Tussilago farfara L. (Asteraceae)
Coughwort, Farfara, Foal’s foot.
The leaves and flowers of coltsfoot contain mucilage composed of polysaccharides, which include arabinose, fructose, galactose, glucose and xylose, and the carbohydrate inulin. Flavonoids (such as rutin, isoquercetin and hyperoside), polyphenolic acids, triterpenes and sterols are present, and sesquiterpenes including bisabolene derivatives and tussilagone may also be found. All parts of the plant may contain the pyrrolizidine alkaloids isotussilagine, senecionine, senkirkine and tussilagine in variable amounts. These are toxic but chemically very labile, and may be absent from some extracts.
Use and indications
Coltsfoot is traditionally used in cough and cold preparations as a demulcent and expectorant, and it is used in the treatment of asthma. Extracts have anti-inflammatory and antispasmodic activity and tussilagone alone has been found to be a cardiovascular and respiratory stimulant. The concentration of the most toxic pyrrolizidine alkaloid, senkirkine, is thought to be too low to cause toxicity if used infrequently, and tussilagine is unsaturated and therefore less toxic. However, care should be taken with prolonged use.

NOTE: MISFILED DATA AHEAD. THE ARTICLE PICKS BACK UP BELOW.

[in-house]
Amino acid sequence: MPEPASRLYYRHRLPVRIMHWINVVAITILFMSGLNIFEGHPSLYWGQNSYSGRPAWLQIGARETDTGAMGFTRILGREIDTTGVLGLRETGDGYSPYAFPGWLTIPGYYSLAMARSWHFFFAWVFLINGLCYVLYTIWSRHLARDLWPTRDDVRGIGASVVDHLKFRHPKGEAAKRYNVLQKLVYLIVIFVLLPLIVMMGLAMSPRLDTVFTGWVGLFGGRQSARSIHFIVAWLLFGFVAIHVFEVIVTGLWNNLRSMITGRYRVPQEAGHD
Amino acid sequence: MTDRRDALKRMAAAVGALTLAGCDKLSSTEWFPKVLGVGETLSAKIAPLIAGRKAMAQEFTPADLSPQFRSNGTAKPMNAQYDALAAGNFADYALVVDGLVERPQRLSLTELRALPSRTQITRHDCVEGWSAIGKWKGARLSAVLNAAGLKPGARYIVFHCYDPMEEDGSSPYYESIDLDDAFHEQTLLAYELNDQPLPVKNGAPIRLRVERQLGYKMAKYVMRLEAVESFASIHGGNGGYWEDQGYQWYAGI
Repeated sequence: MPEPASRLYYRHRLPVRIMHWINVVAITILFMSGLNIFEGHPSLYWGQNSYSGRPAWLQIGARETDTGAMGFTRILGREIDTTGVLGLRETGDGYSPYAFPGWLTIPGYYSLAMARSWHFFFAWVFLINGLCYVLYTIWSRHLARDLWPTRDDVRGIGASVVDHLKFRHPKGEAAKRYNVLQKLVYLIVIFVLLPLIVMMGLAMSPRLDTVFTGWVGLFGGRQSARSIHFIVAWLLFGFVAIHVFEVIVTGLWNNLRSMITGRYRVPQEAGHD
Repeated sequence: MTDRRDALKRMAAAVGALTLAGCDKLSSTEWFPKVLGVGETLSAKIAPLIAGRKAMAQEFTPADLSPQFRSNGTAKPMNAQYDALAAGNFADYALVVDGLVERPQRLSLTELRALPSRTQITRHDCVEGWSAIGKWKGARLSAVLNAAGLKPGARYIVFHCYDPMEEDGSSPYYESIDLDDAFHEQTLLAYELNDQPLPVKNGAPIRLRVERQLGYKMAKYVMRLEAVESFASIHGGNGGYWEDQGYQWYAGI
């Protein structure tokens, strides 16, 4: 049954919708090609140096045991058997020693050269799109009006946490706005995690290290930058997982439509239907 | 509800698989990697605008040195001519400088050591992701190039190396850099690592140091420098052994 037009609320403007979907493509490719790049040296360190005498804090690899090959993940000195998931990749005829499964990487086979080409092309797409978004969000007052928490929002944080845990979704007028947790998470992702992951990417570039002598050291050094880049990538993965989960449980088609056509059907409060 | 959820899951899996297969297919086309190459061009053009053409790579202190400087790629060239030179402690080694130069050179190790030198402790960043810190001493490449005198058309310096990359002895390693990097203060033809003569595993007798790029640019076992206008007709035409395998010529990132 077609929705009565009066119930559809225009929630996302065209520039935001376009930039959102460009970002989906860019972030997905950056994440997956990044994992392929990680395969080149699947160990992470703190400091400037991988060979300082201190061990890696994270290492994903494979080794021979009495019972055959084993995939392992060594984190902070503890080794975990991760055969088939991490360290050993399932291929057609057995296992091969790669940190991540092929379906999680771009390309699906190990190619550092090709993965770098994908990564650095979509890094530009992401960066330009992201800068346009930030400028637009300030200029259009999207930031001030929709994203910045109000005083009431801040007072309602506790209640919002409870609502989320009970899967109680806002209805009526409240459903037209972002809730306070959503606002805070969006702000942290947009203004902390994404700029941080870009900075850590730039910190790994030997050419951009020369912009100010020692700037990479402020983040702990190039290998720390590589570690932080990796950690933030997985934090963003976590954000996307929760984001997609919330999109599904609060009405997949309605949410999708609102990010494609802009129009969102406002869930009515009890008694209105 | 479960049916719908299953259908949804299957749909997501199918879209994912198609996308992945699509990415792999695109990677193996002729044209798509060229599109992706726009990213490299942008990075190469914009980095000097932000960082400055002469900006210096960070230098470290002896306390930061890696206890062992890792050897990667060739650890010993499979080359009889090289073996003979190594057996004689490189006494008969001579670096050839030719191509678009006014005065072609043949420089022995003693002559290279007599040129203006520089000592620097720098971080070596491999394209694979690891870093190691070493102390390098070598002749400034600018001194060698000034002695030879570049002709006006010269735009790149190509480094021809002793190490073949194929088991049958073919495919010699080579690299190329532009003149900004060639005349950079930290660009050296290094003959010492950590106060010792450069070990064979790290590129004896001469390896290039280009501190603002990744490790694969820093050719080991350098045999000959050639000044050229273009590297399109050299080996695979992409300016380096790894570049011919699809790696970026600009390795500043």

No relevant pharmacokinetic data found.
No interactions with coltsfoot found.